Ever since I heard about Dr. Sherri Mason’s research on plastic microbeads in the Great Lakes, I’ve become very concerned, some say obsessed, with the issue of microbeads. The fixation began in my own house, where I found toothpastes, facial scrubs, and hand soaps with microbeads. My wife and I threw them all away, and vowed never to allow one of these products in our house again. Within almost no time at all, we failed. On a couple of occasions, microbeads deviously snuck their way into our home. We won a gift basket with liquid hand soaps that contained microbeads. I quickly noticed what it was and chucked it. After a dentist appointment for my daughters, the “goodie” bag they brought home had toothpaste with microbeads. An odd choice for a dentist, since the beads are being found lodged in gums and cavities, posing a potential threat for infection. Regardless, we threw them out, educated the dentist, and moved on.
The most recent invasion of microbeads into my home was today. My wife was at the store with my daughters shopping for a number of things, including toothpaste. They were out of the natural stuff that we usually buy and the kids think is gross, so our girls were excited to get something else this time. They quickly noticed a box of “Frozen” toothpaste. Put Anna and Elsa on anything, even something without sugar, and my kids will want to buy it. So it was a no-brainer; they had found what they wanted and threw it in the basket.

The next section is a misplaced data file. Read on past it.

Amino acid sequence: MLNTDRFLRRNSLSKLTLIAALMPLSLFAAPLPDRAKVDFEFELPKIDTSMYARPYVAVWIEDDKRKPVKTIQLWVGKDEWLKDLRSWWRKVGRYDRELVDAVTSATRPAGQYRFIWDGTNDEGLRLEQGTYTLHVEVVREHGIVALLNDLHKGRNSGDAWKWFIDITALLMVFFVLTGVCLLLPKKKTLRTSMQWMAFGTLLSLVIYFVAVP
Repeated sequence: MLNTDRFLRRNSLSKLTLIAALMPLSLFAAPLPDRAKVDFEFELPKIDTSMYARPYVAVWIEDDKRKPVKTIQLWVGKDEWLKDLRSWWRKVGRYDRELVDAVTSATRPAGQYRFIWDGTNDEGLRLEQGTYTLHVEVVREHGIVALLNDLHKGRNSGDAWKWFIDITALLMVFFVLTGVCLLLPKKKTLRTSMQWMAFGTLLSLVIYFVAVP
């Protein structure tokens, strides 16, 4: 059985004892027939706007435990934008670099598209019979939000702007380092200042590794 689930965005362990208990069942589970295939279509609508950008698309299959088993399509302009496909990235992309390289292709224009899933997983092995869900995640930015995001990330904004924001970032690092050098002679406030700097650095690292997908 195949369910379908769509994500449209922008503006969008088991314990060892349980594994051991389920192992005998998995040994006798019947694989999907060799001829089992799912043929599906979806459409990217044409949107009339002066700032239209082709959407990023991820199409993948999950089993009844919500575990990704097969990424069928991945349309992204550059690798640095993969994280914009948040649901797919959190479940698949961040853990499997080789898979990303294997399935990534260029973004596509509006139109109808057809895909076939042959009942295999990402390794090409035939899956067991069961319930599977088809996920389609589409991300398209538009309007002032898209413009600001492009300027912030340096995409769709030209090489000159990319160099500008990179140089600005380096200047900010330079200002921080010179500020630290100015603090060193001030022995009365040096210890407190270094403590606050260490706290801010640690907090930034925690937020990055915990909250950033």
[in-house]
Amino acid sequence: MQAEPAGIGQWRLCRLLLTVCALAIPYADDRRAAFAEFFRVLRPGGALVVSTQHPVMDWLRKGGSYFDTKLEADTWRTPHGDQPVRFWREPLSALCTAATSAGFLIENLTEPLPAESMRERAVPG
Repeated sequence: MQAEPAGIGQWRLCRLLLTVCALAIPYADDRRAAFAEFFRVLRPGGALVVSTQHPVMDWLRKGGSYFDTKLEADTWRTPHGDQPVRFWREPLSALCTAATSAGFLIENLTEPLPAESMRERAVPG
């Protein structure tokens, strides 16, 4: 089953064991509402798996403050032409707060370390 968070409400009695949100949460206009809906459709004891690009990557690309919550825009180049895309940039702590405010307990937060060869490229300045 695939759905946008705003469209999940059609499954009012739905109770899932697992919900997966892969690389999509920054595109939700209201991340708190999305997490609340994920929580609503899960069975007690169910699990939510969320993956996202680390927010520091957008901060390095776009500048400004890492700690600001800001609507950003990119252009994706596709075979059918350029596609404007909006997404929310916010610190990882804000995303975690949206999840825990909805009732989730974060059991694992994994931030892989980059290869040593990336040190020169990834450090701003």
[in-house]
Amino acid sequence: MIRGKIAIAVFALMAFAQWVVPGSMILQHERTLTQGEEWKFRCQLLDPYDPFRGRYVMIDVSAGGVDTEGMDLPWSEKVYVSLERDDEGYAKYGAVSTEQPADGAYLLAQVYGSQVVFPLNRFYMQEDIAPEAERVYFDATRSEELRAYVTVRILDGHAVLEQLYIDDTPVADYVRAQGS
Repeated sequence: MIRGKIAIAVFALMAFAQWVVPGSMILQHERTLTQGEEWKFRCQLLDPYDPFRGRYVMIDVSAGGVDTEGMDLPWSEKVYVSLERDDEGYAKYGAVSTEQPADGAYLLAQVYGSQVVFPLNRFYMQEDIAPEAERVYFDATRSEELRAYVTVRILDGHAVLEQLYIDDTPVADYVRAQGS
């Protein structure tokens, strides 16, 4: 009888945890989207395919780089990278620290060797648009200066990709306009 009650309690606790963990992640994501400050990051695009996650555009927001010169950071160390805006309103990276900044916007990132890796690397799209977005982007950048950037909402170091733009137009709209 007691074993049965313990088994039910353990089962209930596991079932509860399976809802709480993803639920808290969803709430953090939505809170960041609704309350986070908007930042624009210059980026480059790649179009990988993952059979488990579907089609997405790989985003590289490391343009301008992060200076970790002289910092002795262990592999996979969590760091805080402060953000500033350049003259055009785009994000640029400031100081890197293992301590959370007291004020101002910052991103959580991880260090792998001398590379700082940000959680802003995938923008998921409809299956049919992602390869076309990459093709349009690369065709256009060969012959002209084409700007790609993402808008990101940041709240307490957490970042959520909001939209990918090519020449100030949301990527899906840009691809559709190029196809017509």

Not seeing a picture of sparkly toothpaste (aka toothpaste laden with plastic strictly for aesthetic purposes) on the box, my wife never noticed that the toothpaste had microbeads. When they arrived home, my four-year-old could not wait to brush her teeth. She walked over to me holding the box and was smiling from ear to ear. I took a quick look at the inert ingredients, and noticed what I had dreaded, polyethylene. Like the mean Dad that I am, I informed my daughter that this would pollute our lakes, and we could not use the toothpaste. As expected, it didn’t go well, and this is what the box looks like after we wrestled over it:
Aside from just sharing my personal failures and telling everyone I made my four-year-old cry today, I mention these stories for a reason. As someone that has worked on this issue for two years, doing countless hours of research, writing fact sheets, and advocating for policies to ban plastic microbeads, I consider myself somewhat educated on this issue. Yet, microbeads have made their way into my home. Being an educated consumer is extremely important, but it is not enough to solve the problem of plastic microbead pollution once and for all. For that, we need a legislative ban.
Legislation to ban plastic microbeads in personal care products passed the New York Assembly with near unanimous support in April. The same bill has been introduced in the Senate, and now has 37 cosponsors. Only 32 votes are needed for the bill to pass, making this a sure-thing if Senate leadership allows a vote. As of now, there are only a few days left before the end of the legislative session. Help us get this critical, no-brainer legislation over the finish line by emailing legislative leaders and demanding a vote before session comes to an end.